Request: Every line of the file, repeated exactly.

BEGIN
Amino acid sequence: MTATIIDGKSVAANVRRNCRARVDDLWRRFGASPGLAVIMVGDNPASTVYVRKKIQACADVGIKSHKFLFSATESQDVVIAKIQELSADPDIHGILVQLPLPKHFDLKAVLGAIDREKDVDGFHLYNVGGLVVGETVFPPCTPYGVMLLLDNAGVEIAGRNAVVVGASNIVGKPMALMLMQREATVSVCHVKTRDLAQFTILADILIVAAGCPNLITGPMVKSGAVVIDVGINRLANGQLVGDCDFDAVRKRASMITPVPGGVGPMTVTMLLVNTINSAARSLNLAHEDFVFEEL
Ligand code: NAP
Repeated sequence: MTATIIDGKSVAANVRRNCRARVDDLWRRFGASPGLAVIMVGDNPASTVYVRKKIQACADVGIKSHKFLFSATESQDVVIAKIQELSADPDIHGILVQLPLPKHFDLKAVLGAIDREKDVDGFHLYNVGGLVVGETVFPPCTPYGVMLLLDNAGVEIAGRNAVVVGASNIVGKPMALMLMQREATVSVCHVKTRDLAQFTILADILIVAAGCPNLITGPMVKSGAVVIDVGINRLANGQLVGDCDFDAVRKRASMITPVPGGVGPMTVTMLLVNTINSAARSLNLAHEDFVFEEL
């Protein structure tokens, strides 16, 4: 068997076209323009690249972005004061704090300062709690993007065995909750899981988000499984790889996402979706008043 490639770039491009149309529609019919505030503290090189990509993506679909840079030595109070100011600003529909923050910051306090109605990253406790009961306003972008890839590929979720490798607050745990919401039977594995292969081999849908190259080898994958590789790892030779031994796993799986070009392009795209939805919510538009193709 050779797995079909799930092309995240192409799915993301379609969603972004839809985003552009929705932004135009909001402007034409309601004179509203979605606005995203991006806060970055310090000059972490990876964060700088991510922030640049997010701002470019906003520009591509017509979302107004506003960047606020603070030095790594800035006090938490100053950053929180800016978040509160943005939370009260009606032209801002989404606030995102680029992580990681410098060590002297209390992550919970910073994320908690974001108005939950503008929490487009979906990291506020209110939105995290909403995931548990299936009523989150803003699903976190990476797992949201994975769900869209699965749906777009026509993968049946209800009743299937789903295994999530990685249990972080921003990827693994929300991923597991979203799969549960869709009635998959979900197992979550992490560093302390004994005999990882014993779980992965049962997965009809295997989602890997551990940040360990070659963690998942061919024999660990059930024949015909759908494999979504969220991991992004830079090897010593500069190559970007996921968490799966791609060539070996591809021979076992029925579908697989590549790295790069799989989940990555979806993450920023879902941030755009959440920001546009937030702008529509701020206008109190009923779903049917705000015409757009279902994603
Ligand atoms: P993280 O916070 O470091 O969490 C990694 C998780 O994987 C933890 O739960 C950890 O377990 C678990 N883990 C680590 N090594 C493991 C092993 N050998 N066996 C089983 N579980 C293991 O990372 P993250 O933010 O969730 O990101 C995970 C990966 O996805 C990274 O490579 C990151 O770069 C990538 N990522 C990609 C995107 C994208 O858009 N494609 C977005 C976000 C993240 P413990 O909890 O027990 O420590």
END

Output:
Amino acid sequence: MTATIIDGKSVAANVRRNCRARVDDLWRRFGASPGLAVIMVGDNPASTVYVRKKIQACADVGIKSHKFLFSATESQDVVIAKIQELSADPDIHGILVQLPLPKHFDLKAVLGAIDREKDVDGFHLYNVGGLVVGETVFPPCTPYGVMLLLDNAGVEIAGRNAVVVGASNIVGKPMALMLMQREATVSVCHVKTRDLAQFTILADILIVAAGCPNLITGPMVKSGAVVIDVGINRLANGQLVGDCDFDAVRKRASMITPVPGGVGPMTVTMLLVNTINSAARSLNLAHEDFVFEEL
Ligand code: NAP
Repeated sequence: MTATIIDGKSVAANVRRNCRARVDDLWRRFGASPGLAVIMVGDNPASTVYVRKKIQACADVGIKSHKFLFSATESQDVVIAKIQELSADPDIHGILVQLPLPKHFDLKAVLGAIDREKDVDGFHLYNVGGLVVGETVFPPCTPYGVMLLLDNAGVEIAGRNAVVVGASNIVGKPMALMLMQREATVSVCHVKTRDLAQFTILADILIVAAGCPNLITGPMVKSGAVVIDVGINRLANGQLVGDCDFDAVRKRASMITPVPGGVGPMTVTMLLVNTINSAARSLNLAHEDFVFEEL
């Protein structure tokens, strides 16, 4: 068997076209323009690249972005004061704090300062709690993007065995909750899981988000499984790889996402979706008043 490639770039491009149309529609019919505030503290090189990509993506679909840079030595109070100011600003529909923050910051306090109605990253406790009961306003972008890839590929979720490798607050745990919401039977594995292969081999849908190259080898994958590789790892030779031994796993799986070009392009795209939805919510538009193709 050779797995079909799930092309995240192409799915993301379609969603972004839809985003552009929705932004135009909001402007034409309601004179509203979605606005995203991006806060970055310090000059972490990876964060700088991510922030640049997010701002470019906003520009591509017509979302107004506003960047606020603070030095790594800035006090938490100053950053929180800016978040509160943005939370009260009606032209801002989404606030995102680029992580990681410098060590002297209390992550919970910073994320908690974001108005939950503008929490487009979906990291506020209110939105995290909403995931548990299936009523989150803003699903976190990476797992949201994975769900869209699965749906777009026509993968049946209800009743299937789903295994999530990685249990972080921003990827693994929300991923597991979203799969549960869709009635998959979900197992979550992490560093302390004994005999990882014993779980992965049962997965009809295997989602890997551990940040360990070659963690998942061919024999660990059930024949015909759908494999979504969220991991992004830079090897010593500069190559970007996921968490799966791609060539070996591809021979076992029925579908697989590549790295790069799989989940990555979806993450920023879902941030755009959440920001546009937030702008529509701020206008109190009923779903049917705000015409757009279902994603
Ligand atoms: P993280 O916070 O470091 O969490 C990694 C998780 O994987 C933890 O739960 C950890 O377990 C678990 N883990 C680590 N090594 C493991 C092993 N050998 N066996 C089983 N579980 C293991 O990372 P993250 O933010 O969730 O990101 C995970 C990966 O996805 C990274 O490579 C990151 O770069 C990538 N990522 C990609 C995107 C994208 O858009 N494609 C977005 C976000 C993240 P413990 O909890 O027990 O420590």